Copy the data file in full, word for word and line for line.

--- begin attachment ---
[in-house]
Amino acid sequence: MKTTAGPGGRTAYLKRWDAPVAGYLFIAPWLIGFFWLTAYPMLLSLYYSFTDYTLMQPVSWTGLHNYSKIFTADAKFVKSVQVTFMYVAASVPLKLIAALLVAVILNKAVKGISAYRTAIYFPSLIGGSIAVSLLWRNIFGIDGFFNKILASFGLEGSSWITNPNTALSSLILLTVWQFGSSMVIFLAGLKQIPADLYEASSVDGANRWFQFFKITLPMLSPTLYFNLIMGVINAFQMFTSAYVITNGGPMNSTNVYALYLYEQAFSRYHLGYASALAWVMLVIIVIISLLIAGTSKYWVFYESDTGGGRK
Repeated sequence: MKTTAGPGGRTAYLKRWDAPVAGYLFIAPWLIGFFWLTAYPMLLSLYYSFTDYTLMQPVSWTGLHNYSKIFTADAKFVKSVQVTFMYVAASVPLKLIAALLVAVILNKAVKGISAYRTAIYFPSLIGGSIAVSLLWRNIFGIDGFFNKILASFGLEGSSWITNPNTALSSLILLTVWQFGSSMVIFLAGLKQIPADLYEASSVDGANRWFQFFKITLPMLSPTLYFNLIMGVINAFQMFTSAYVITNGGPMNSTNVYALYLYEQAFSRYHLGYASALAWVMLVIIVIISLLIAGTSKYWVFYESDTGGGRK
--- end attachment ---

[in-house]
Amino acid sequence: MKTTAGPGGRTAYLKRWDAPVAGYLFIAPWLIGFFWLTAYPMLLSLYYSFTDYTLMQPVSWTGLHNYSKIFTADAKFVKSVQVTFMYVAASVPLKLIAALLVAVILNKAVKGISAYRTAIYFPSLIGGSIAVSLLWRNIFGIDGFFNKILASFGLEGSSWITNPNTALSSLILLTVWQFGSSMVIFLAGLKQIPADLYEASSVDGANRWFQFFKITLPMLSPTLYFNLIMGVINAFQMFTSAYVITNGGPMNSTNVYALYLYEQAFSRYHLGYASALAWVMLVIIVIISLLIAGTSKYWVFYESDTGGGRK
Repeated sequence: MKTTAGPGGRTAYLKRWDAPVAGYLFIAPWLIGFFWLTAYPMLLSLYYSFTDYTLMQPVSWTGLHNYSKIFTADAKFVKSVQVTFMYVAASVPLKLIAALLVAVILNKAVKGISAYRTAIYFPSLIGGSIAVSLLWRNIFGIDGFFNKILASFGLEGSSWITNPNTALSSLILLTVWQFGSSMVIFLAGLKQIPADLYEASSVDGANRWFQFFKITLPMLSPTLYFNLIMGVINAFQMFTSAYVITNGGPMNSTNVYALYLYEQAFSRYHLGYASALAWVMLVIIVIISLLIAGTSKYWVFYESDTGGGRK